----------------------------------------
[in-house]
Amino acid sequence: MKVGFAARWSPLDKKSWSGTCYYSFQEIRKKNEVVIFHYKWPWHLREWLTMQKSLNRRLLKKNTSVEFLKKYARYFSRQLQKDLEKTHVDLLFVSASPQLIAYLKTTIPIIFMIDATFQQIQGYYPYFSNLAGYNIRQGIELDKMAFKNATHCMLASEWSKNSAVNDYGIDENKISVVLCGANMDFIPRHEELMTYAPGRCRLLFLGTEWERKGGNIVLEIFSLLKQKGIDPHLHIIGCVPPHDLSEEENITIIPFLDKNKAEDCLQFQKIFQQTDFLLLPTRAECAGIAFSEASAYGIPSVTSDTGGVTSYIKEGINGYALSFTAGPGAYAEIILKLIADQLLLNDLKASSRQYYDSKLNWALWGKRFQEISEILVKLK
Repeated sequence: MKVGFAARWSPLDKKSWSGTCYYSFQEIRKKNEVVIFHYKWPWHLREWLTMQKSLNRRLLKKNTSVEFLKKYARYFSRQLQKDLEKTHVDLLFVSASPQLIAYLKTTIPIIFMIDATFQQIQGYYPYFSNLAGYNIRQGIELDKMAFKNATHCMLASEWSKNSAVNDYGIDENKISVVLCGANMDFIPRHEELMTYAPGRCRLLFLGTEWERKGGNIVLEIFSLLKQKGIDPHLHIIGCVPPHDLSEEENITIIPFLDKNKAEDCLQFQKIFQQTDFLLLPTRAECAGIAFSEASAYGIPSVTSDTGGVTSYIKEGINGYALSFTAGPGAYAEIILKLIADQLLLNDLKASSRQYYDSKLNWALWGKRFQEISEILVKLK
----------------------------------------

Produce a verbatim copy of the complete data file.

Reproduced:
[in-house]
Amino acid sequence: MKVGFAARWSPLDKKSWSGTCYYSFQEIRKKNEVVIFHYKWPWHLREWLTMQKSLNRRLLKKNTSVEFLKKYARYFSRQLQKDLEKTHVDLLFVSASPQLIAYLKTTIPIIFMIDATFQQIQGYYPYFSNLAGYNIRQGIELDKMAFKNATHCMLASEWSKNSAVNDYGIDENKISVVLCGANMDFIPRHEELMTYAPGRCRLLFLGTEWERKGGNIVLEIFSLLKQKGIDPHLHIIGCVPPHDLSEEENITIIPFLDKNKAEDCLQFQKIFQQTDFLLLPTRAECAGIAFSEASAYGIPSVTSDTGGVTSYIKEGINGYALSFTAGPGAYAEIILKLIADQLLLNDLKASSRQYYDSKLNWALWGKRFQEISEILVKLK
Repeated sequence: MKVGFAARWSPLDKKSWSGTCYYSFQEIRKKNEVVIFHYKWPWHLREWLTMQKSLNRRLLKKNTSVEFLKKYARYFSRQLQKDLEKTHVDLLFVSASPQLIAYLKTTIPIIFMIDATFQQIQGYYPYFSNLAGYNIRQGIELDKMAFKNATHCMLASEWSKNSAVNDYGIDENKISVVLCGANMDFIPRHEELMTYAPGRCRLLFLGTEWERKGGNIVLEIFSLLKQKGIDPHLHIIGCVPPHDLSEEENITIIPFLDKNKAEDCLQFQKIFQQTDFLLLPTRAECAGIAFSEASAYGIPSVTSDTGGVTSYIKEGINGYALSFTAGPGAYAEIILKLIADQLLLNDLKASSRQYYDSKLNWALWGKRFQEISEILVKLK